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Private Water Supplies

These are water supplies that come from a privately owned well, borehole or spring, rather than from the public mains. Under the Private Water Supply Regulations 2009 the council monitors these supplies according to the risk of them causing health problems.

Where a private water supply only serves a single household you can choose whether you would like us to monitor the quality of your water. We can offer two types of assessment: we can take a sample and have it tested for bacteria, pH, conductivity and turbidity; we can also carry out a risk assessment of your supply to identify any features that could result in contamination occurring, giving you an opportunity to put matters right before a problem results. We would charge you our reasonable costs for monitoring the water, subject to maximum charges set by the regulations.

For Private Water Supplies supplying more than one dwelling, or any commercial or public activity (such as business units, bed and breakfast accommodation, schools etc.) we are required to carry out a risk assessment. This will look at factors like the waters source, how well the source is protected, any possible source of contamination in the area, the condition of the pipe work, whether there is any treatment on the supply etc. How often we sample the water and the list of things we test it for will depend on the outcome of the risk assessment. It could mean as little as one sample every 5 years for low risk supplies.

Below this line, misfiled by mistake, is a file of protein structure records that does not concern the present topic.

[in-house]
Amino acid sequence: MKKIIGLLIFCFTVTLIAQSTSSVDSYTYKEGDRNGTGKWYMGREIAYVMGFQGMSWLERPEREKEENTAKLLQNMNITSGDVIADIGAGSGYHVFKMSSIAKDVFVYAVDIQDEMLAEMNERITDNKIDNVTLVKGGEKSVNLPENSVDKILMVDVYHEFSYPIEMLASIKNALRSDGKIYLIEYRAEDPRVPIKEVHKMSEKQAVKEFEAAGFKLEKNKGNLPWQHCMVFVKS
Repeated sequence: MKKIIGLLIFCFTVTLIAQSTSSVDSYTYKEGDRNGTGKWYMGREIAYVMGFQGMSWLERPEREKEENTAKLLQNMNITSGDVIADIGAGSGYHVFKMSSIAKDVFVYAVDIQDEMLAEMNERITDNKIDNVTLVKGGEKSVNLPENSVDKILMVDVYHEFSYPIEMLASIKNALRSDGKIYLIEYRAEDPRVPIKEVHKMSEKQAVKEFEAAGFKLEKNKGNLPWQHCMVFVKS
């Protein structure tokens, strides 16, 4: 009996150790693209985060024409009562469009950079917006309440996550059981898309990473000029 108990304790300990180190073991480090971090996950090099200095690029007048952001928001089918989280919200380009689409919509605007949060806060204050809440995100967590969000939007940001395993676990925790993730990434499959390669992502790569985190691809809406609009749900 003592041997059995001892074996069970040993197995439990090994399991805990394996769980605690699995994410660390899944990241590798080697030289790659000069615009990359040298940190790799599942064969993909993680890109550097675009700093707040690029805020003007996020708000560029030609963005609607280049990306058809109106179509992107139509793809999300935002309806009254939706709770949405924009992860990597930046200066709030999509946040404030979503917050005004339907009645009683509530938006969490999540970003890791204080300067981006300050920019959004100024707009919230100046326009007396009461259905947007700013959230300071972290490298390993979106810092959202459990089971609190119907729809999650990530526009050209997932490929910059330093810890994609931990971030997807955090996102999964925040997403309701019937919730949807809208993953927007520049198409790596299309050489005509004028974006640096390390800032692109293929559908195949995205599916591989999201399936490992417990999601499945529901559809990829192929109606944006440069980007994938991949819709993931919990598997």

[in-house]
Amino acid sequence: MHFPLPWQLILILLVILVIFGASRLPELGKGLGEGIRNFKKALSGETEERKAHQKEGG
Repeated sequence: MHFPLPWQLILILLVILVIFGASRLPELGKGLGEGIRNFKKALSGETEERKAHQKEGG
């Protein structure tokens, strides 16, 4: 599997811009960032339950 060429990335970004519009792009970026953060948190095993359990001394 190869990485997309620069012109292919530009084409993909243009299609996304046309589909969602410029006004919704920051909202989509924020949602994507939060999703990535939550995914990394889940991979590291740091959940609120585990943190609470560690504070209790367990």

Another change introduced by the regulations is that if your water does not meet the same standards as the public water supply, we will investigate the cause and require larger or commercial supplies to be improved. We will restrict the use of any supply which is found to be a potential danger to human health.

For further information, or to request sampling of a single household supply, contact Environmental Health.


Additional Information

► Read about the 2017 consultation on the updates to the public and private drinking water regulations


Contact the Environmental Health department